A Page turning

On Air Canada last night from Toronto to Edmonton, I saw Juno. Brilliantly written film, knows exactly where it wants to go, and how to get there. All I can say is that Diablo Cody (writer) is a goddess, and Jason Reitman (director) is her high priest.

By the way, there are no real spoilers in what follows, but I will be discussing this film in enough detail that if you haven’t seen it yet, you might want to do so before reading on.

Of course it has the Moment – when the entire essence of the film is revealed in one masterful shot. In this case it’s a reaction shot – the look on the face of Juno, played by the incomparable Ellen Page, after Jennifer Garner’s character has become overwhelmed with surprised delight to feel the baby kicking.

Up until this point we have seen Juno go through an immense variety of emotions and facial expressions: cocky, sad, defiant, quizzical, enraged, vulnerable… The list goes on. But suddenly in that shot we see something new, something Reitman has been holding back from us – an expression comes over Page’s face of utter serenity, combined, for the first time, with a complete, and somewhat startling, lack of vulnerability. It’s there in the combination of her relaxed beautific smile and the kindly yet commanding look in her eyes. This is not the feisty girl-against-the-world we’ve been getting to know for the past hour. This is the Madonna, the all powerful goddess, Shakti incarnate, bringer of fertility to bereft mortal women longing to be with child.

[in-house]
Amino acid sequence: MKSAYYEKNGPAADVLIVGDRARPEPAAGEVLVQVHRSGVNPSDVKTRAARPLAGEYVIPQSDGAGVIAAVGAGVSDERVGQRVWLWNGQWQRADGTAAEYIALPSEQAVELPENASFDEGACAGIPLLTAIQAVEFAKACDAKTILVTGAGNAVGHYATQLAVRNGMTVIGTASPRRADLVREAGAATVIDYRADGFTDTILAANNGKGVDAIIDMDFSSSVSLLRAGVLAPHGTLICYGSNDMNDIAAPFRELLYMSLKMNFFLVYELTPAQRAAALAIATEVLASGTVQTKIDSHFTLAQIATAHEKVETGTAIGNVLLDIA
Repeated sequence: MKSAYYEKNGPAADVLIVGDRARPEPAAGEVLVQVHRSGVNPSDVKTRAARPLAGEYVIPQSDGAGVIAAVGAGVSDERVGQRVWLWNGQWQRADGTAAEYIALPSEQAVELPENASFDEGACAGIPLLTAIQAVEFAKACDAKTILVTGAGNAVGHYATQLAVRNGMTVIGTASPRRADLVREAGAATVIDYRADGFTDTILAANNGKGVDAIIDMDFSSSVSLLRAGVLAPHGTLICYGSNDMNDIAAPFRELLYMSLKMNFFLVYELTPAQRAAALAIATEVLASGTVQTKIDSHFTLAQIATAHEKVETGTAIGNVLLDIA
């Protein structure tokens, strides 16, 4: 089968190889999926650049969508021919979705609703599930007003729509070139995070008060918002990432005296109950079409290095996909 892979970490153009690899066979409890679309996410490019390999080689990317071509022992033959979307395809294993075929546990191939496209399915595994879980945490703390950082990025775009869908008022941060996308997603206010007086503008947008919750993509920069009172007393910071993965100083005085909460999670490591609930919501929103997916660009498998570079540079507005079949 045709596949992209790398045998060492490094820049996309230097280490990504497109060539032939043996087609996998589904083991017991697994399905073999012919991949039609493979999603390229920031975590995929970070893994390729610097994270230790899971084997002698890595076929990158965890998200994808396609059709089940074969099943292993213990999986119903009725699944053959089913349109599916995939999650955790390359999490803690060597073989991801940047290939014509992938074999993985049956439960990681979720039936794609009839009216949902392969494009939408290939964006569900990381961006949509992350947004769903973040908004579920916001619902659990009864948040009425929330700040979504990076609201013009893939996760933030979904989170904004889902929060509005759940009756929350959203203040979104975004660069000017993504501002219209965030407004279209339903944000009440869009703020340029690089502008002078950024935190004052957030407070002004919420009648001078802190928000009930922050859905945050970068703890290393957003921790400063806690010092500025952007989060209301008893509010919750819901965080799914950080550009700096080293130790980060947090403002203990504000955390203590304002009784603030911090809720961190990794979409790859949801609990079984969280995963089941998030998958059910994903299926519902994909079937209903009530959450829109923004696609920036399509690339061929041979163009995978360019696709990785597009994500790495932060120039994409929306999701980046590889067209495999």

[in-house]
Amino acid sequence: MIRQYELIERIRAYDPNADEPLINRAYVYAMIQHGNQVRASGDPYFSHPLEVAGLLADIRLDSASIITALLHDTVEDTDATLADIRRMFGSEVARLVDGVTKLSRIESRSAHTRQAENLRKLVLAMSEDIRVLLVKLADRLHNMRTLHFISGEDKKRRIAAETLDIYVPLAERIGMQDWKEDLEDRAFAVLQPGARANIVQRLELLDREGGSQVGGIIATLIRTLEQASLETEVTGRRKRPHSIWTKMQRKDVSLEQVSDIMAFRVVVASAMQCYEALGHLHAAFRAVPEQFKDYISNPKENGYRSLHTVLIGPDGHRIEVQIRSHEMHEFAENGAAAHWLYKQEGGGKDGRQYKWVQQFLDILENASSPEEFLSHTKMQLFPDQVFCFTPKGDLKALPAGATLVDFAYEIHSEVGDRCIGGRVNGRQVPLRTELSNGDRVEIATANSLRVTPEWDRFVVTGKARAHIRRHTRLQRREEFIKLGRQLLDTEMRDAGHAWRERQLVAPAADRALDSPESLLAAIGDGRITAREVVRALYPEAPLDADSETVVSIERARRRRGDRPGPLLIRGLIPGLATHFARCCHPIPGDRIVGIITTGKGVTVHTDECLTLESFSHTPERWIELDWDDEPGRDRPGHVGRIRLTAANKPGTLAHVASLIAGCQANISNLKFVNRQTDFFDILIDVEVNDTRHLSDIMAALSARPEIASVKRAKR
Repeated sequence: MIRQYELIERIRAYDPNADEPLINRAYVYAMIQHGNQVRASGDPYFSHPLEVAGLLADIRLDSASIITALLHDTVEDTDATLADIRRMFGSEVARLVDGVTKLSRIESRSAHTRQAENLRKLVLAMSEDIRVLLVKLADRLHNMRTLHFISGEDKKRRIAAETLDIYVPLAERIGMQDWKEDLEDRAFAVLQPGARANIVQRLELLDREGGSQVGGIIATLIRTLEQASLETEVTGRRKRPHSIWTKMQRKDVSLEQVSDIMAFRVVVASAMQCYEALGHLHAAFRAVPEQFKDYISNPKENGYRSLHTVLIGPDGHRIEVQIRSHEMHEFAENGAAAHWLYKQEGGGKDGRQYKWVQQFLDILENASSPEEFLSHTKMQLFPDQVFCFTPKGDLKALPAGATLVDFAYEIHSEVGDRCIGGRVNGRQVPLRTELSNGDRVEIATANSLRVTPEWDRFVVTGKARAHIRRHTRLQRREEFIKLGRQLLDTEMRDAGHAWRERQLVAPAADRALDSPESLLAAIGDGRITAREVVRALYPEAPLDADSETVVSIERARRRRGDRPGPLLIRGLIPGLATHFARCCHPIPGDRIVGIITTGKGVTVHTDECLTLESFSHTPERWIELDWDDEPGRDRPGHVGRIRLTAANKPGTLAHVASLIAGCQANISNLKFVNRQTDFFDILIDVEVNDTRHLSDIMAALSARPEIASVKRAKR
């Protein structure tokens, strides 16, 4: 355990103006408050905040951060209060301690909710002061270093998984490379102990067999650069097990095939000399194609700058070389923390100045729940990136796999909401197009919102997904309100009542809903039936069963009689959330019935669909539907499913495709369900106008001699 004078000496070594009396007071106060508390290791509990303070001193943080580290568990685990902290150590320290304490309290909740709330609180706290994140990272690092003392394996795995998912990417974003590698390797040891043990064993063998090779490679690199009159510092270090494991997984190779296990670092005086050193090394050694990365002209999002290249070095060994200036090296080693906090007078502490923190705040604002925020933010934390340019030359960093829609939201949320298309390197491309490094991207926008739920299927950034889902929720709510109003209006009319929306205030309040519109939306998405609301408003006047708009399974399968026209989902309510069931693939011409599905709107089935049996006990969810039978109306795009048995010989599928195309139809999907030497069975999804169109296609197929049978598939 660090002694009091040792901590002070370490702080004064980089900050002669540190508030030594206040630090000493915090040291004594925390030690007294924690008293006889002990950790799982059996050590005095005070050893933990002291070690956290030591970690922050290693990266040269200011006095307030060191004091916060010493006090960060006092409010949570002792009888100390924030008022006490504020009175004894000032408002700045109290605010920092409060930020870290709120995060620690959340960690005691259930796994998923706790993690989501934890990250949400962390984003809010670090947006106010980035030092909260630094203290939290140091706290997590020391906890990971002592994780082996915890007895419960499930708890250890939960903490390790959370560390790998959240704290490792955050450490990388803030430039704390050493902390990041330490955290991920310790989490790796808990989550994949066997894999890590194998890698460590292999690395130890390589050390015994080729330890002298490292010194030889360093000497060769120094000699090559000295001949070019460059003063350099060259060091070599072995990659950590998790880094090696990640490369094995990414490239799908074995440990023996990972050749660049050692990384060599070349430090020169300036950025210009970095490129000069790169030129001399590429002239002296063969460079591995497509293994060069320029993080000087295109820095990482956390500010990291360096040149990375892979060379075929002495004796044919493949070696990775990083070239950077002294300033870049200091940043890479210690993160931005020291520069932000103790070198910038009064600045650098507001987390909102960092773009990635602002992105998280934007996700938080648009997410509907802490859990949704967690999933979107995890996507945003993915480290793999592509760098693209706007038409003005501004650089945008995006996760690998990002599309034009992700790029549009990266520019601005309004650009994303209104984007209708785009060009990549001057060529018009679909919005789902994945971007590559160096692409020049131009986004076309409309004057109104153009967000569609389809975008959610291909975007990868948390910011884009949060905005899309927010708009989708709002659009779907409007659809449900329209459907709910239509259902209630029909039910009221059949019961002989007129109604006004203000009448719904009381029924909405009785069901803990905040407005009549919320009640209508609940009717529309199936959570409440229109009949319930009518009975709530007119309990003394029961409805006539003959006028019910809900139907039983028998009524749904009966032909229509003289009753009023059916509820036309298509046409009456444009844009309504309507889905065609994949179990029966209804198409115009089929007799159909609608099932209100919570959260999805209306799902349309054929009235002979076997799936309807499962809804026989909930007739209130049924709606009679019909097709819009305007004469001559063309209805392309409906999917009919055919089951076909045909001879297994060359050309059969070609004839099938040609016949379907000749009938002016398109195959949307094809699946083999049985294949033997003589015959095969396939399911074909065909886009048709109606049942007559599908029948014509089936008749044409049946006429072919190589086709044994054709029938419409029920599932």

When that moment comes, two crucial things happen at once: First, Juno finally understands, on a conscious level, the extent of her own power. We and everyone around her in the film have been aware from the start that she is by far the most powerful presence on the screen. But she hasn’t, until that moment. Second, the surprising yet perfect ending is foreshadowed – this is the moment that will guide Juno away from the false path of an illusory maturity, unto the true path of adult responsibility and, ultimately, happiness. You can think of it as the “Lester Burnham makes the girl breakfast” moment.

In a way, the husband and wife that wish to adopt her child serve as opposing demon guides along her spiritual path to coming into her own power. Both are disguised, as demons generally are. Each represents a different aspect of adulthood, and of course neither ends up being quite what they had seemed to be.


There is another aspect of this film that I found to be quite revelatory. I think this is an important film politically, in a way that might even have ramifications for the upcoming presidential election. Not in what it says, but in the way it says things. More on that tomorrow.

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